Galva ethanol plant on schedule for spring startup

Doug Boock

Rumors that Big River Resources is planning to stop construction of its Galva ethanol plant, are just that - rumors. There's no basis to them, says Big River CEO Raymond Defenbaugh. "I'm glad you followed up on that," Defenbaugh told the Galva News on Monday. "We certainly want to nip that in the bud."

Despite the fact that construction hadn't stopped, and Big River is running advertisements seeking the hiring of an employee (grain merchandising assistant), it was rumored in Galva that the $172 million project was being scratched.

"No. We have not made a decision to do that," he stated. "We're committed to it."

As it stands, Defenbaugh said construction remains on pace to allow the plant to open this spring, perhaps in May.

"We're at the normal projected time frame, barring winter weather," he explained.

Meanwhile, Defenbaugh acknowledged that the ethanol industry is going through trying times, including having several plants cease operations. That's mostly because of oil and corn markets, which radically affect the ethanol market.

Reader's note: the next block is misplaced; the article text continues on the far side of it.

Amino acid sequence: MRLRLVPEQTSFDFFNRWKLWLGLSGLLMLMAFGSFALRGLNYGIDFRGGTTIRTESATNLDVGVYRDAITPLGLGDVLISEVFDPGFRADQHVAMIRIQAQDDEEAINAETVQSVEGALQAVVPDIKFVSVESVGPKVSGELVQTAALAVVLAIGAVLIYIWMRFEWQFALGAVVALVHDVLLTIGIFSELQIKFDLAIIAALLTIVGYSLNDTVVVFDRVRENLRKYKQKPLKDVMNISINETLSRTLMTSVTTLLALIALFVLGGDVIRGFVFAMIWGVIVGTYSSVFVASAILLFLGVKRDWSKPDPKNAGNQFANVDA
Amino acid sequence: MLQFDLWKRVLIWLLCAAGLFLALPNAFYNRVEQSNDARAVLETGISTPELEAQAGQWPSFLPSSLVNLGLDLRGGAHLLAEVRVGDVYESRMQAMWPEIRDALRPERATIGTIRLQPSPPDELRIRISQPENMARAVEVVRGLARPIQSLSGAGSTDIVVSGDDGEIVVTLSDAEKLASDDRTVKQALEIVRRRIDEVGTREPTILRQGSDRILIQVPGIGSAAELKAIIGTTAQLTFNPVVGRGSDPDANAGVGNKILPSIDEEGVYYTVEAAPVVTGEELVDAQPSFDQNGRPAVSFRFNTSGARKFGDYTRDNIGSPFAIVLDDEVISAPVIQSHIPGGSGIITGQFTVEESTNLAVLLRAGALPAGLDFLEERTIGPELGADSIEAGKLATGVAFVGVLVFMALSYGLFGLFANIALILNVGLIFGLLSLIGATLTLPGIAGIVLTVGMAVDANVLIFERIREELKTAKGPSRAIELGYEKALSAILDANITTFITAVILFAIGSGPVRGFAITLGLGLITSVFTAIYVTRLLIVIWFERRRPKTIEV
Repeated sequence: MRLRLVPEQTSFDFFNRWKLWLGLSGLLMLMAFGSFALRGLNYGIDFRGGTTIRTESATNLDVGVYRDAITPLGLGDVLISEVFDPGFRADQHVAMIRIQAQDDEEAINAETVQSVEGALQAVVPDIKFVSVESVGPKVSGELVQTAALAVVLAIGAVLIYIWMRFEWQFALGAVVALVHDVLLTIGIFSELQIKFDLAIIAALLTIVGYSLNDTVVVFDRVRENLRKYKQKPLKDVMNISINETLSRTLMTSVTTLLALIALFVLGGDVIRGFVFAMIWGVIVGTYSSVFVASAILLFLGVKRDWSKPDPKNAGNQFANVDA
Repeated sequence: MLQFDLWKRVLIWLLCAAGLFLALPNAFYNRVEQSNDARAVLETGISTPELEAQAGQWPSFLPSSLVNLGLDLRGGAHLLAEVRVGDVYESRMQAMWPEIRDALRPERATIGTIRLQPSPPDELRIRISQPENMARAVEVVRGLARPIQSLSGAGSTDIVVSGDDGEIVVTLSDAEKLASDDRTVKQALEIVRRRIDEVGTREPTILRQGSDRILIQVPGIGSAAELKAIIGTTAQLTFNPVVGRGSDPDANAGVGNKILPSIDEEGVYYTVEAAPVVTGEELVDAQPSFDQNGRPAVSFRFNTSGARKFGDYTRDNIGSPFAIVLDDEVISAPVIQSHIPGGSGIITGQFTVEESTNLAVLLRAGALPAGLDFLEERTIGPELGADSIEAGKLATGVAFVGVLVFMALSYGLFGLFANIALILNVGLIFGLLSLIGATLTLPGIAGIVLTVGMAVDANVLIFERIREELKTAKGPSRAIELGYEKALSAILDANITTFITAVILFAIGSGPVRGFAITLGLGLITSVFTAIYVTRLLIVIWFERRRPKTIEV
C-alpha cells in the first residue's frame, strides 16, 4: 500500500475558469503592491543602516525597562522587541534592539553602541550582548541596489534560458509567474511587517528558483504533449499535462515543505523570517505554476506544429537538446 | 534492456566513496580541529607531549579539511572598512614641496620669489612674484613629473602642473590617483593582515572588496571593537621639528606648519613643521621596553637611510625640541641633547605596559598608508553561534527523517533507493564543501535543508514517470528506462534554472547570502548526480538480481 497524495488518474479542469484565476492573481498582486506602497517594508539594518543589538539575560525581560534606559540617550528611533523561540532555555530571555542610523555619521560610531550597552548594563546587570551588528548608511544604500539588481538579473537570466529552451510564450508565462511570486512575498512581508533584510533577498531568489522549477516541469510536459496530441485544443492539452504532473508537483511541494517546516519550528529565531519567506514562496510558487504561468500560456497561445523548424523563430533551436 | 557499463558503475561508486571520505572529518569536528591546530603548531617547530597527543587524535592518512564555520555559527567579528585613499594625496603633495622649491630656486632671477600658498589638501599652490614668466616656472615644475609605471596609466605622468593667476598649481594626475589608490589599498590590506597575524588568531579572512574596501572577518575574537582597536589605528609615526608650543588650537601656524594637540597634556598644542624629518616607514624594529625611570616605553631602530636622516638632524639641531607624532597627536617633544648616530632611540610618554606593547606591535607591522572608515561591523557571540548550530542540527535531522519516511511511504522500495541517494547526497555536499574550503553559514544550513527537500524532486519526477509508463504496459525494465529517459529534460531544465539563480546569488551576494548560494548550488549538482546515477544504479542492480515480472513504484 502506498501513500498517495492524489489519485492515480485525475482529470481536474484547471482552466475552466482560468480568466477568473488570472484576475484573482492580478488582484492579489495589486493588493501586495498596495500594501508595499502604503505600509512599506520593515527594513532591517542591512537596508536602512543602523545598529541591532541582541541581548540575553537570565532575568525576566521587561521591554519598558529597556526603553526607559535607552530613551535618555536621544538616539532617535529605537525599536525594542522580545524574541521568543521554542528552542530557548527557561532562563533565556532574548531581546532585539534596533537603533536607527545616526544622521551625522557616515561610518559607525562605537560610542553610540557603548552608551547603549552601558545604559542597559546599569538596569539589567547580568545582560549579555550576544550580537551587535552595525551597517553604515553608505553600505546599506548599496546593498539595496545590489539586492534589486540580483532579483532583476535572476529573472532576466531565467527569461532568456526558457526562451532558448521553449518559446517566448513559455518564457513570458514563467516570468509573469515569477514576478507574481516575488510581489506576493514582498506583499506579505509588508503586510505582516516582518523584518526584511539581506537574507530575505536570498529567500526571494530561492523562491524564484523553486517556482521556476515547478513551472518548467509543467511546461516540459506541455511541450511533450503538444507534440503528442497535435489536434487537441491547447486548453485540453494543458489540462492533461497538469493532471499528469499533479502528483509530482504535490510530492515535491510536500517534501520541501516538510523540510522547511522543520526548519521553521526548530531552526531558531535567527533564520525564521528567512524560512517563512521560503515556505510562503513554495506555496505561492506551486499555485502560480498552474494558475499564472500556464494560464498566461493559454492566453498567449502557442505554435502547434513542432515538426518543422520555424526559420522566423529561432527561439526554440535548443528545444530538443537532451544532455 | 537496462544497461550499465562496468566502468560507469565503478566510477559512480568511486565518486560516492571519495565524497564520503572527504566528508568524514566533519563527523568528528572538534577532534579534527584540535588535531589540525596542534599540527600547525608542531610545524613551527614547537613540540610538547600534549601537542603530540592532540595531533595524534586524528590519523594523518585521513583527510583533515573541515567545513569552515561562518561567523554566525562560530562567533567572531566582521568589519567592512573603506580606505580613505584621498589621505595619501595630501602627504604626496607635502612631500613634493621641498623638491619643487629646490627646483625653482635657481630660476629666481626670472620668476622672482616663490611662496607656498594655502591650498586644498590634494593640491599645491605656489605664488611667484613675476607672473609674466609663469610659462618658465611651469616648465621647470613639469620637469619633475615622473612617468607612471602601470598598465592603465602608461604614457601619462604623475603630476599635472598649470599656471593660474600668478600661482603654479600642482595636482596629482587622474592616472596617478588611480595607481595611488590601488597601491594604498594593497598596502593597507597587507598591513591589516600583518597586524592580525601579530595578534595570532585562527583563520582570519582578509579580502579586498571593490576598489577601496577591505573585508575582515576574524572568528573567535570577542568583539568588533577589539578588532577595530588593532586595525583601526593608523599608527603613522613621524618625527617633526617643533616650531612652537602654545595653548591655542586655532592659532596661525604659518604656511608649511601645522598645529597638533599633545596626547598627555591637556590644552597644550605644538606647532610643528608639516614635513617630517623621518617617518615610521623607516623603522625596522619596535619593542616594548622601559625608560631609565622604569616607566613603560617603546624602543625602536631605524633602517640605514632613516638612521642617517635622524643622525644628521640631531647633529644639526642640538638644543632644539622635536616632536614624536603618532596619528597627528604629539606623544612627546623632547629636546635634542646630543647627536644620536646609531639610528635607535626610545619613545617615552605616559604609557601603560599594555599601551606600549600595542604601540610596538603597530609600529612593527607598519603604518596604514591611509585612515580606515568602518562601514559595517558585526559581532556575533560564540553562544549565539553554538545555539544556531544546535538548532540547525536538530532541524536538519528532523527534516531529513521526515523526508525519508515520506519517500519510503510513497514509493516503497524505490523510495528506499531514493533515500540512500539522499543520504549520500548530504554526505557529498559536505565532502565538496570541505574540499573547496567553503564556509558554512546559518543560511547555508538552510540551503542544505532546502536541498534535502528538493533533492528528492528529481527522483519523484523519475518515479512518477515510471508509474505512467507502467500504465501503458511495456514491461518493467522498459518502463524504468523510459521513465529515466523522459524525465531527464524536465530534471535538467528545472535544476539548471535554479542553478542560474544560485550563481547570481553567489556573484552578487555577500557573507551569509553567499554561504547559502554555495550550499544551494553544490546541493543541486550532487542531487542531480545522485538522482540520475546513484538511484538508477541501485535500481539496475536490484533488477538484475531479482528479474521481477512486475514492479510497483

"Since August, it has gotten a lot tighter, with most plants now about at the break-even point," Defenbaugh conceded. "The oil people have hired agronomists and they know exactly the break-even point of ethanol."

"It used to be you could sell ethanol ahead, so you knew what you could pay for corn," he added.

"But the oil industry has stopped doing that. So, if corn (price) drops, ethanol follows it down. You can't forward-sell the ethanol so you don't know how to bid on the corn. That's what's gotten a lot of companies in trouble."

Defenbaugh said the oil industry is "putting the squeeze on the ethanol world, and the corn farmer, really," at this time.

But he said that as ethanol plants shut down, he expects the ethanol market to "correct itself."

Defenbaugh said Big River, which has an ethanol plant at its headquarters in West Burlington, Iowa, said his company did not "get caught up" in buying corn ahead, keeping the company financially sound.

"We had profit in excess of $25 million and did issue $5 million in dividends" recently, he said.

"We're not in trouble. I want to say that - though I don't feel I should have to. We're strong financially."